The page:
and I’ll stay here,
and we’ll both get what we want! [Miguel in The Road to Eldorado.]
Iain Dale starts one of today’s entries in a suitably patriotic tone:
I think it was Churchill who said that to be born an Englishman is to win first prize in the lottery of life. The ensuing decades have not proved him wrong, despite huge changes in the social and demographic makeup of the country. So why are 200,000 people a year leaving these islands for a life elsewhere in the world?
Well, as Dale adds, the simple answer is: because they can. And also because vast sums of advertising expenditure go on selling lifestyles abroad. They’re all at it: estate agents, property developers, television programmes …
On the other hand, Malcolm would recommend a cold shower from Giles Tremlett’s book, Ghosts of Spain. And notably Chapter 4: How the Bikini Saved Spain, where Tremlett is particularly scathing:
Although 1.2 million people formally live on the Costa del Sol, there are actually believed to be some 3 million residents. Many are foreigners with few interests beyond their own house, the golf course and a handful of friends of the same nationality. There is something very American about this car-dependent ribbon of growth… If it continues adding, as it currently does, almost fifty thousand houses and apartments a year, it will double its population once more in fifteen to twenty years. There are even predictions that the Costa de Sol megalopolis will, eventually, become Spain’s largest city. Unfortunately, as the traffic jams show, it is not something that has been planned for …
Figures for the amount of black cash being laundered in the costas‘ on-off construction booms are impossible to calculate. It includes not just ‘white’ cocaine and hashish money, but also the ‘grey’ money of small European businessmen who buy houses with cash never declared to their own tax authorities. It would be nice to think that all this money, wherever it came from, trickled down to the people of the Costa del Sol. But it circulates, instead, in the upper spheres of developers, construction magnates and the comparatively rich, northern European buyers …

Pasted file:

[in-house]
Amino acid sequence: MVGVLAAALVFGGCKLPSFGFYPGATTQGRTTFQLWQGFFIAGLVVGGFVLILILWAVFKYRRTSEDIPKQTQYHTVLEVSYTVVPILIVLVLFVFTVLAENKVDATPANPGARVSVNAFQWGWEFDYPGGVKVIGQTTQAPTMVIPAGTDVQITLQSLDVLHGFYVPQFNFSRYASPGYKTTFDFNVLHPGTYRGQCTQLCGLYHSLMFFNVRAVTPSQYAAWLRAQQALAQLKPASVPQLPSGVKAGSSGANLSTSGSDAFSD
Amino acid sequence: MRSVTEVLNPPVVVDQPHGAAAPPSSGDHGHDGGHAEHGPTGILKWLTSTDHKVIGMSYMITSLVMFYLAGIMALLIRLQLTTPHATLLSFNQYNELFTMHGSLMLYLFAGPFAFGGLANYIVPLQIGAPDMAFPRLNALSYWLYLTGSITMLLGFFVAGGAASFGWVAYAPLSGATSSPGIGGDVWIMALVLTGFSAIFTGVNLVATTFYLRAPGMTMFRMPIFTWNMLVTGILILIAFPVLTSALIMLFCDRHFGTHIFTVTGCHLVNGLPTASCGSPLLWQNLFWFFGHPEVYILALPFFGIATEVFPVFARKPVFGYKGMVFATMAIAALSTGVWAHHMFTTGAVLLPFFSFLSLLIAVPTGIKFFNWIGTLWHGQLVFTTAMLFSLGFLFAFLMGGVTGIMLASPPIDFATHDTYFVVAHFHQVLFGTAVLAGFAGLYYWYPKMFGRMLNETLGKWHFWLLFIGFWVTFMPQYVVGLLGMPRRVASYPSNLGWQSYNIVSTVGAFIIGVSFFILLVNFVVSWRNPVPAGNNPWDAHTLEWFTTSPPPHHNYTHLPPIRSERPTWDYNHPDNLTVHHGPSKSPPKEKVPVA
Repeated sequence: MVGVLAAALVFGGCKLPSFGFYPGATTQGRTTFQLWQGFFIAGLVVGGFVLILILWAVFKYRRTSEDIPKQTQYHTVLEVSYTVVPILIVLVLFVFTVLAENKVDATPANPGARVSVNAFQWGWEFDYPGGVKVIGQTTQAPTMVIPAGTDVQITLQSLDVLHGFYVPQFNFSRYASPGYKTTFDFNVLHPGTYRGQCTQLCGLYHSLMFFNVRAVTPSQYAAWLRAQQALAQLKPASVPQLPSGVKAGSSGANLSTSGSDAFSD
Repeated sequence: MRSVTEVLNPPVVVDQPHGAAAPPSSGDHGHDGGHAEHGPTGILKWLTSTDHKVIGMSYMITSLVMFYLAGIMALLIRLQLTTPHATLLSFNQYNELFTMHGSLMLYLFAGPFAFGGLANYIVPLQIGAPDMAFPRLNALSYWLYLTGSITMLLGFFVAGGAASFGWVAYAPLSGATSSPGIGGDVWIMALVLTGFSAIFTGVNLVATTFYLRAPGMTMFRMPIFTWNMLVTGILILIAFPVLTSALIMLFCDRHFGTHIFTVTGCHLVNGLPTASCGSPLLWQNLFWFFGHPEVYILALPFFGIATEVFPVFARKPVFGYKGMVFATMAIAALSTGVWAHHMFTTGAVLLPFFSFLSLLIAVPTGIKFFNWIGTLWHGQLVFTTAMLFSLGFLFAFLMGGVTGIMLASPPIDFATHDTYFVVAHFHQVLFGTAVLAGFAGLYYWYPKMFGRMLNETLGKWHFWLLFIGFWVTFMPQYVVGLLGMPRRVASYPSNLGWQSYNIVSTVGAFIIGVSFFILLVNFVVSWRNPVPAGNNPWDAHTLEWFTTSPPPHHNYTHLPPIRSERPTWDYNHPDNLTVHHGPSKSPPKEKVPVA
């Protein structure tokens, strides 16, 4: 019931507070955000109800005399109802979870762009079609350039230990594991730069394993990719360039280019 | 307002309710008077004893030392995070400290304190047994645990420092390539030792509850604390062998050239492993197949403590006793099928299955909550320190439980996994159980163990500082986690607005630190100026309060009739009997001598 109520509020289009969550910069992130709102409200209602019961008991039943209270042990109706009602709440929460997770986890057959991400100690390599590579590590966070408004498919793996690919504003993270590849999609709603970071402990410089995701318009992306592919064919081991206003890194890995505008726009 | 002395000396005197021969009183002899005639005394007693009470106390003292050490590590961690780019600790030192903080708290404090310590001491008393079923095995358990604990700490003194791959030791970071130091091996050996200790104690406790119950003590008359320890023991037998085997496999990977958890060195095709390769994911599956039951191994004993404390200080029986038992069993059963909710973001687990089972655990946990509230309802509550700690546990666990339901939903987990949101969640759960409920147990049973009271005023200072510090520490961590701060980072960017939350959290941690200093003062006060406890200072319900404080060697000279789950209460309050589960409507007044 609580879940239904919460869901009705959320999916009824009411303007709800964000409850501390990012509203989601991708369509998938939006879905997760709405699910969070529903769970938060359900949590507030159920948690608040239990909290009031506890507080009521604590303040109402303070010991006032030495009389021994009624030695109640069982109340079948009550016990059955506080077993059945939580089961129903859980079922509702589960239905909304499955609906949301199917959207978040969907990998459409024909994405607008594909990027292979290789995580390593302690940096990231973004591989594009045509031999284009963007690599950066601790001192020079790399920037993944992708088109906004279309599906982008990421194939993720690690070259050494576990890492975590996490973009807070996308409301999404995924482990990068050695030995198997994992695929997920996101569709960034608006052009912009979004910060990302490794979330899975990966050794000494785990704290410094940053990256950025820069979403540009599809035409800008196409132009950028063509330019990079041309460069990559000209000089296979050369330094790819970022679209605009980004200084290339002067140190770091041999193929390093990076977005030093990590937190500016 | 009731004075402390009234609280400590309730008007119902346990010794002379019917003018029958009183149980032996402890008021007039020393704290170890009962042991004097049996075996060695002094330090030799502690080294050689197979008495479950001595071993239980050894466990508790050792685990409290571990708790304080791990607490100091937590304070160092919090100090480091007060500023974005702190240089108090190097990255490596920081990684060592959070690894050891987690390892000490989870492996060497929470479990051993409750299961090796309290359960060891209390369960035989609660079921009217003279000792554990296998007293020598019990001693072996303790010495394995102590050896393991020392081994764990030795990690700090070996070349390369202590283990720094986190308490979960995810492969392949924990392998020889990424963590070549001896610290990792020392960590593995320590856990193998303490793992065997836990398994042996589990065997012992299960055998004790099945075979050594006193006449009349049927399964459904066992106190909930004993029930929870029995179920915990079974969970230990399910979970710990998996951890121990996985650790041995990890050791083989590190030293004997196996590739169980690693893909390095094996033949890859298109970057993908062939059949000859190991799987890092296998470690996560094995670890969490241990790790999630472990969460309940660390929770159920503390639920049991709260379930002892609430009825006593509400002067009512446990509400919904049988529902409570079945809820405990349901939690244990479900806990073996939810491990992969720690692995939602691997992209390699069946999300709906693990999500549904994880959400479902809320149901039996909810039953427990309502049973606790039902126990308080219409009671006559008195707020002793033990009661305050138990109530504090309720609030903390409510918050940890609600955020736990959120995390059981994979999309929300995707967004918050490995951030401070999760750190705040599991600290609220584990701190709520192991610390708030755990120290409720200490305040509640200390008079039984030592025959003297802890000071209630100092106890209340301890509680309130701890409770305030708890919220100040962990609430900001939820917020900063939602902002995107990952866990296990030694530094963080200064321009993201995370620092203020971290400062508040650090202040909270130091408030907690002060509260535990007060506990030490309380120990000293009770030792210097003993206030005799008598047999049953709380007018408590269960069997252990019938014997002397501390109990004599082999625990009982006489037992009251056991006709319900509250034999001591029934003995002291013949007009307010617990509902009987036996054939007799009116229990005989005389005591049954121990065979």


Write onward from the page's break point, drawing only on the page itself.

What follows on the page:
And a couple of pages later:
The money that changes hands often does not come to Spain or pay a tax to help build the roads or water recycling plants. The urbanizaciones, some expensive, some full of hurriedly put up, shoddy ‘villas’, are spouting from Majorca to Marbella, from Torremolinos to Torrevieja. Many are ghost towns in winter, their restaurants and shops closed and their houses barred up.
In Benidorm, the editor of the English-language daily newspaper, the Costa Blanca News, told me that a friend of his had gone house-hunting to a new urbanización in a nearby town. He saw a man working in his garden and stopped to talk to him. The man turned out to be English. ‘Are there many foreigners here, then?’ the friend asked. ‘No, not really. There is one Norwegian, but the rest of us are British,’ came the answer.
Malcolm guarantees that Tremlett is the instant remedy to any tendency to succomb to sales patter.
But that was not Malcolm’s intended point: instead he reflected on that citation of Churchill as the author of the “lottery of life” bon mot. Churchill is, of course, the attribution of last resort for such utterances.
Malcolm has also seen it awarded to Rudyard Kipling, for similar reasons.
Even so, Malcolm thinks its recent currency may stem from Peter Ustinov in Dear Me of 1977, who in turn put it in the mouth of Cecil Rhodes. Refer to page 64 (of the paperback edition), where it is quoted as Rhodes’s advice to a “nervous young officer” going off to police a distant quarter of the Empire. College essays and blogs repeatedly employ the “quotation”, where it is usually and vaguely footnoted as “Rhodes to a young friend” (which itself says a lot about the thieving tendencies found on the Net). Still, Malcolm feels it sounds very much like a Ustinov witticism.
So here’s the problem: is there a definite sighting pre-dating Ustinov?